"According current theories of cosmology, it may be possible for human beings to pass through a black hole or wormhole to another universe. Some believe that the passage would crush our bodies; others agree with Roy Kerr who theorizes that we would survive, but the passage would be a one-way trip. The premise of my novel is that if we made it there, we could function quite well with what's left of us. Only trouble is, we would take with us all our imperfections and would still need to do something about wars, crime, greed, etc.
Jasper Wergild, the main character of The Condo, buys an upscale condo unit in a gated community, where he hopes to relax, reconnect with his wife Marguerite and get away from the frustrations of life in the world of business and politics. When he gets there after an automobile accident, he finds that the Condo is a gated community of a different kind: everyone is allowed to enter, but no one is allowed to leave. Jasper loses track of time, and it appears, so has everyone else.
Paradise Point Condominiums is my version of a parallel universe. Jasper's neighbors are from all walks of life and carry with them the joys, wounds, and corruptions of the human experience: Yasmeen is an abused wife forced into prostitution by her husband; Daren is a serial killer, and Anna is one of his victims; Jasper meets people who have touched his life over the years, people like Makalo, his former student in an inner city high school, and Pete, a war-damaged veteran.
Helping him in his desperate search to escape is Pronto, a Holocaust survivor, and Selena, a caseworker who makes him face his own demons and shows him a way out that Jasper is not sure he wants to take.
The only way people can leave the Condo is to submit to the ""Treatment,"" a highly individualized procedure with no guarantees that it will be successful. And even if it is successful, Jasper doubts that he will like the place where he will go. Some of his neighbors call the place heaven and are looking forward to the experience, but Jasper is uncertain. How can human beings ever be freed from their evil tendencies, he asks. And if by some miracle they are transformed, he thinks they will lose their individuality and become no better than ""God's singing marionettes.""
In his search for answers, Jasper finds his way to a community named Harmony, a nightmarish version of the American Dream, where every citizen aims to do only what is useful for his own comfort. His guide Eugene takes him to see their school, where students are controlled by computer sensors and taught to use subtle—and not so subtle—methods of defeating their enemies. Jasper is horrified to find that the citizens of Harmony are planning to take over the Condo. With a supreme effort of his will, Jasper escapes from Harmony, but he knows that he must return to save those children.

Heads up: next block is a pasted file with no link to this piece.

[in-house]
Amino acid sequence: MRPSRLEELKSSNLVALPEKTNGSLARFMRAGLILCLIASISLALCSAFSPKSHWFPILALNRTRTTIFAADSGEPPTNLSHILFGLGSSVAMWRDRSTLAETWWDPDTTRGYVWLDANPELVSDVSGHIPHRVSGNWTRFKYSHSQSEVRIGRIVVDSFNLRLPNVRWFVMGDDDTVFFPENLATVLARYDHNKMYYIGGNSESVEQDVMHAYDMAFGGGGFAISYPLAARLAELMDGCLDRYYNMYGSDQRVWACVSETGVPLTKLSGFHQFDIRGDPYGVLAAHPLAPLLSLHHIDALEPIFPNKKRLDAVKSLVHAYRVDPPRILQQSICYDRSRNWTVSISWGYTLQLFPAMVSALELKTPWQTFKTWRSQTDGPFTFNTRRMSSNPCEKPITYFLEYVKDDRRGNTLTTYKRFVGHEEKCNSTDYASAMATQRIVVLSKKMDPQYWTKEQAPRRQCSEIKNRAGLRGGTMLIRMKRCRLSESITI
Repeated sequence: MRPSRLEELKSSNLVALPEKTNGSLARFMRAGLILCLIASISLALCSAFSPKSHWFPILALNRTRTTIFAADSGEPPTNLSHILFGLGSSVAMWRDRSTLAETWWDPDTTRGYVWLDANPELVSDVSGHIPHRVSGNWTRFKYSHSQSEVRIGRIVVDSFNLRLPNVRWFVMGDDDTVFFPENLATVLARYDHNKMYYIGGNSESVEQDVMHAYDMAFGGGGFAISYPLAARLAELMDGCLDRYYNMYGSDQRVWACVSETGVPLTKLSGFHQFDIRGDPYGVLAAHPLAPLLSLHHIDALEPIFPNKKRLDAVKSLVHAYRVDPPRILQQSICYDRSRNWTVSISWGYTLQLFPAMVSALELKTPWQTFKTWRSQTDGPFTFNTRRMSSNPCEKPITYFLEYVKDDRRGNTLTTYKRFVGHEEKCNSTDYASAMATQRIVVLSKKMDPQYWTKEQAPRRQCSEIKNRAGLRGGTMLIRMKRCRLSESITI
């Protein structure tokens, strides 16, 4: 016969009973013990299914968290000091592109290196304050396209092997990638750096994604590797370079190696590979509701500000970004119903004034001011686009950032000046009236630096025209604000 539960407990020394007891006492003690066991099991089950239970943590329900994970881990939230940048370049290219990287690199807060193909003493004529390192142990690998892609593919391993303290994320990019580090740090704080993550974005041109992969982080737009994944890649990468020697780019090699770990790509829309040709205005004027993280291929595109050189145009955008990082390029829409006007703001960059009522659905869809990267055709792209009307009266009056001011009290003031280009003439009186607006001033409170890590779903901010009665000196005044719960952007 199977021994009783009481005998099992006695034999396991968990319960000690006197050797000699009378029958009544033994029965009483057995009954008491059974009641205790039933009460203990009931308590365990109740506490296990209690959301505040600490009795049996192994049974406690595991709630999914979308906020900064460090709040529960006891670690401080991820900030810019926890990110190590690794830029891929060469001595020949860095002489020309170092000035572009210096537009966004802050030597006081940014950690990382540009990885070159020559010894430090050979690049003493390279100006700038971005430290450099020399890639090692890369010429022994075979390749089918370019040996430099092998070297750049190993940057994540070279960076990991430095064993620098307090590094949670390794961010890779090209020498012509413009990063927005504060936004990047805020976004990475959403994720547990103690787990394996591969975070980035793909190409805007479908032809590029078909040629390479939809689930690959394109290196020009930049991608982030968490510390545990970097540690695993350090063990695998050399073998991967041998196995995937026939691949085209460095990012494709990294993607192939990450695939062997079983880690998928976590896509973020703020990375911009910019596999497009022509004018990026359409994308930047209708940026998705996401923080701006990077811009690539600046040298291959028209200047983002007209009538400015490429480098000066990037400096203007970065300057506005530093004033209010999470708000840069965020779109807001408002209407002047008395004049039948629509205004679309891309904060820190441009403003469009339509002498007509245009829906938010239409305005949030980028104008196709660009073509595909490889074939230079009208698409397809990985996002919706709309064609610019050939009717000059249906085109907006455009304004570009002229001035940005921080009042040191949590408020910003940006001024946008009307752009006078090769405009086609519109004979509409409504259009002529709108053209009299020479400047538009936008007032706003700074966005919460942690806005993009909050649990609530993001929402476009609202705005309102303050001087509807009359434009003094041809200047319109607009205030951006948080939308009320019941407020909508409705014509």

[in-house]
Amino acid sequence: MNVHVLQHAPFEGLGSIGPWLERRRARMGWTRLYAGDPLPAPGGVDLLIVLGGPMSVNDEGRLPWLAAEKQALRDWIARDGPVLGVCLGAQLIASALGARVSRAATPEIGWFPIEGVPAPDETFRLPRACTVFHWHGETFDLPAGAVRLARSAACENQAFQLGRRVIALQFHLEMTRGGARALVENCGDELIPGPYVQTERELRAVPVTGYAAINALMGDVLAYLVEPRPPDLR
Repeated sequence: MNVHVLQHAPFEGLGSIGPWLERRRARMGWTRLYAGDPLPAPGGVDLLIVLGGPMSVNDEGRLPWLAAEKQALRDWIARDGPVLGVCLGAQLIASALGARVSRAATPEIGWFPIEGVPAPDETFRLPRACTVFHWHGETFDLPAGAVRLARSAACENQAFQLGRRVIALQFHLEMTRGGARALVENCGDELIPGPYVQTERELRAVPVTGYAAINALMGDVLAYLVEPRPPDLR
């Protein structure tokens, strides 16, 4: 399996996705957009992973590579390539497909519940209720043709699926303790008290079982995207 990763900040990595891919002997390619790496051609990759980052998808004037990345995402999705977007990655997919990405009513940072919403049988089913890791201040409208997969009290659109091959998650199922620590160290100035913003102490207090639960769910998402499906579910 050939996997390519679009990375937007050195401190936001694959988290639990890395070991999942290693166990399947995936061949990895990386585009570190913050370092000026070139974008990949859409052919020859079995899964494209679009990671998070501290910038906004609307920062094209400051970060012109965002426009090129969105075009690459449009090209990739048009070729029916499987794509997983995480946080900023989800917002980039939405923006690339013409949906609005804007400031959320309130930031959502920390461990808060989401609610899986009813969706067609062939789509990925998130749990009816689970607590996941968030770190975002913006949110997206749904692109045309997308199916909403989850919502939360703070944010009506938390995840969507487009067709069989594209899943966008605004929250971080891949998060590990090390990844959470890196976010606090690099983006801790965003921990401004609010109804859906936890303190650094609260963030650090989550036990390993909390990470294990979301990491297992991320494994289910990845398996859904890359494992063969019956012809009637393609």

Finally Jasper has no choice but to try the Treatment. The first part of the procedure requires that he open his mind to consider every experience of his life. He sits alone in a room with a computer that shows him all the painful and sweet scenes of his married life, including the death of his infant son. As he watches, Jasper learns to accept his whole relationship with Marguerite as an experience to be treasured. But he balks at accepting Andy, his friend turned foe, who caused his expulsion from Dartmouth College. In the group session Jasper witnesses the torments of his fellow participants as they struggle to ""find the seeds of heaven"" in their lives, each in his or her own way.
The novel is science fiction that throws light on our existing world by taking the reader to an imaginary world. In addition to gadgets of the parallel world such as computers with undeletable data and ""soulphones"" that let you listen in to what people are thinking, the Condo has other assets: it is a place where you can meet interesting thinkers of the past such as Emmanuel Swedenborg, C.S. Lewis, and even G.B. Shaw.
About Dalma Takács
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Published October 22, 2010
Science Fiction & Fantasy, Literature & Fiction.